Legislation to reduce the number of MPs looks set to pass its first reading in Parliament tonight when New Zealand First MP Barbara Stewart's bill to cut the total from 120 to 100 is debated.
The Maori Party, which has four MPs, told The Dominion Post it would support the bill through it's first reading so the idea could be discussed at a select committee.
Apart from NZ First, with seven MPs, other parties to support the first reading were National (48), and ACT (2), giving the bill the backing of 61 members.
Labour (50), the Greens (6) and United Future (3) were expected to vote against it.
Mrs Stewart says her Electoral (Reduction in Number of Members of Parliament) Amendment Bill is intended to honour the spirit of the 1999 referendum calling for the number of MPs to drop to 99.
The referendum saw 81.5 per cent of voters opt for a reduction, but it was ignored by the Government.
The Greens say reducing MPs would make Parliament less representative and less diverse.
Green MP Nandor Tanczos told National Radio that had New Zealand kept the former first past the post electoral system, based on population, there would be 111 seats by now and 119 by 2011.
He said people who wanted fewer MPs were probably unhappy with the behaviour in Parliament. However he believed the poorly behaved MPs were those who had been in Parliament longest and they would not be the ones to lose their jobs under the change.
"I think one of the things New Zealanders are proud of is the fact that we have probably one of the most representative parliaments in the world," he said.
"The other thing is it would reduce the effectiveness of select committees."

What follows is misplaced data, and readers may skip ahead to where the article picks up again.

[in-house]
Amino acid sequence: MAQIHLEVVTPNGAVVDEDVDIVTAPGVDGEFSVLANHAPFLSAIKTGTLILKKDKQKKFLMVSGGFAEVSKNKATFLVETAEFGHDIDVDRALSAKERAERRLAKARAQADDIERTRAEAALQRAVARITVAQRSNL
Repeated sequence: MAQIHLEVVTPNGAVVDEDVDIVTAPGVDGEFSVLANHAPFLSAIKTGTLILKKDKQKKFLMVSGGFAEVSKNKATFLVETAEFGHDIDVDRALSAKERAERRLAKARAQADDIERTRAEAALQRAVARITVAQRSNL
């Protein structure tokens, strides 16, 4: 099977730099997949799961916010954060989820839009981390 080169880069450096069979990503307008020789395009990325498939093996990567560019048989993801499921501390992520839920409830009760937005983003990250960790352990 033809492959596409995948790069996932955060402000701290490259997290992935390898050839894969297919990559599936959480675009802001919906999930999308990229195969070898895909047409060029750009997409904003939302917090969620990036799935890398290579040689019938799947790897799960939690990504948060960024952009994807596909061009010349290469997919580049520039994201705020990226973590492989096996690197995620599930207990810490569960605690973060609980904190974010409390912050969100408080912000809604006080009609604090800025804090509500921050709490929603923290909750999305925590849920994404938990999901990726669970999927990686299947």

These committees analyse and make changes to bills and can hold inquiries.
Mr Tanczos said under Mrs Stewart's bill two lawyers -- Labour's Russell Fairbrother and National's Chris Finlayson -- would be gone from the Justice and electoral subcommittee.
"The contribution that they make to produce effective legislation is immeasurable."
Mrs Stewart said fewer MPs would save the country money. "The people tell us they want fewer MPs," she said. "We need to be accountable to the people."
She said departments and businesses always looked at ways of working smarter and Parliament should do the same.
"I believe that proportionality can still be maintained with 100 members and still have the diversity of representation."
She said the mixed system was what the country wanted and she did not want a return to first past the post.
Currently Parliament has 121 MPs due an "overhang" after the Maori Party won more electorate seats than its total share of party vote entitled them to at last September's election.